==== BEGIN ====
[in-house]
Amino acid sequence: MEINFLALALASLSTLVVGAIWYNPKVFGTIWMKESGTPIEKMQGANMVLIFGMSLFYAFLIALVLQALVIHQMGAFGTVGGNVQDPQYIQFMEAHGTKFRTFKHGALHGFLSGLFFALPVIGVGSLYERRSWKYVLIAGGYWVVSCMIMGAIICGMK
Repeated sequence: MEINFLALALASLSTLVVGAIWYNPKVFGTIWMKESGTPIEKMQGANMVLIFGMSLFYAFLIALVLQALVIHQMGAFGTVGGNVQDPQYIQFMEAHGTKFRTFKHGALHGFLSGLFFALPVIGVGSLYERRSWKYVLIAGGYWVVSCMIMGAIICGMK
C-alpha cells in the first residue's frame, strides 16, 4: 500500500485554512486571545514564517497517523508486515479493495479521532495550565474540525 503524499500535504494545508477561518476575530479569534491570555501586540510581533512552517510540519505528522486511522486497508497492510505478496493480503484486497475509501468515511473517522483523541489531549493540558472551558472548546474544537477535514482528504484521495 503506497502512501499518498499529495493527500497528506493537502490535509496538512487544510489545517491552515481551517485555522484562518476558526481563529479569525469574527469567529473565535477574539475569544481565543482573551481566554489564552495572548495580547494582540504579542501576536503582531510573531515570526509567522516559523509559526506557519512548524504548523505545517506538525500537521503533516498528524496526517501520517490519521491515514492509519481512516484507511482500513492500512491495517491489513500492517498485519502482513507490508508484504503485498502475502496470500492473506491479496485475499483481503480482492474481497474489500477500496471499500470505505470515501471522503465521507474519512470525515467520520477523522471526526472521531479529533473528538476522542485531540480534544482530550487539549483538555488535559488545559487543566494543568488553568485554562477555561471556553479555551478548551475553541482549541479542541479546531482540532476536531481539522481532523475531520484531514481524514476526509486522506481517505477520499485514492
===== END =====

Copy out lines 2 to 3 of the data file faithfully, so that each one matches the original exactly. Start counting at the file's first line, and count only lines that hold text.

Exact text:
Amino acid sequence: MEINFLALALASLSTLVVGAIWYNPKVFGTIWMKESGTPIEKMQGANMVLIFGMSLFYAFLIALVLQALVIHQMGAFGTVGGNVQDPQYIQFMEAHGTKFRTFKHGALHGFLSGLFFALPVIGVGSLYERRSWKYVLIAGGYWVVSCMIMGAIICGMK
Repeated sequence: MEINFLALALASLSTLVVGAIWYNPKVFGTIWMKESGTPIEKMQGANMVLIFGMSLFYAFLIALVLQALVIHQMGAFGTVGGNVQDPQYIQFMEAHGTKFRTFKHGALHGFLSGLFFALPVIGVGSLYERRSWKYVLIAGGYWVVSCMIMGAIICGMK